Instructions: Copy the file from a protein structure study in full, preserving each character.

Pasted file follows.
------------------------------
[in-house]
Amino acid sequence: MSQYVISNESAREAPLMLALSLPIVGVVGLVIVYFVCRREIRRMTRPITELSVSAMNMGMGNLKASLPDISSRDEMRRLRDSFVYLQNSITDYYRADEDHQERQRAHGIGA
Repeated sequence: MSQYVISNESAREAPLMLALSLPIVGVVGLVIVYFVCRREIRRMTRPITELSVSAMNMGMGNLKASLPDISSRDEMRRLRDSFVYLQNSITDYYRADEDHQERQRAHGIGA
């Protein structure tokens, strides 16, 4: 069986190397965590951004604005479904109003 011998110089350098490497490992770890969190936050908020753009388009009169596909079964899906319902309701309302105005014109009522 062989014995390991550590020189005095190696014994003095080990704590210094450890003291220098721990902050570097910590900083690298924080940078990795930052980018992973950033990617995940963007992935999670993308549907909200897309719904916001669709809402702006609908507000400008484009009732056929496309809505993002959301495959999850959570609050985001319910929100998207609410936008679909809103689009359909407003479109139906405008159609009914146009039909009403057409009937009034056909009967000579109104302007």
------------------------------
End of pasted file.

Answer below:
[in-house]
Amino acid sequence: MSQYVISNESAREAPLMLALSLPIVGVVGLVIVYFVCRREIRRMTRPITELSVSAMNMGMGNLKASLPDISSRDEMRRLRDSFVYLQNSITDYYRADEDHQERQRAHGIGA
Repeated sequence: MSQYVISNESAREAPLMLALSLPIVGVVGLVIVYFVCRREIRRMTRPITELSVSAMNMGMGNLKASLPDISSRDEMRRLRDSFVYLQNSITDYYRADEDHQERQRAHGIGA
């Protein structure tokens, strides 16, 4: 069986190397965590951004604005479904109003 011998110089350098490497490992770890969190936050908020753009388009009169596909079964899906319902309701309302105005014109009522 062989014995390991550590020189005095190696014994003095080990704590210094450890003291220098721990902050570097910590900083690298924080940078990795930052980018992973950033990617995940963007992935999670993308549907909200897309719904916001669709809402702006609908507000400008484009009732056929496309809505993002959301495959999850959570609050985001319910929100998207609410936008679909809103689009359909407003479109139906405008159609009914146009039909009403057409009937009034056909009967000579109104302007």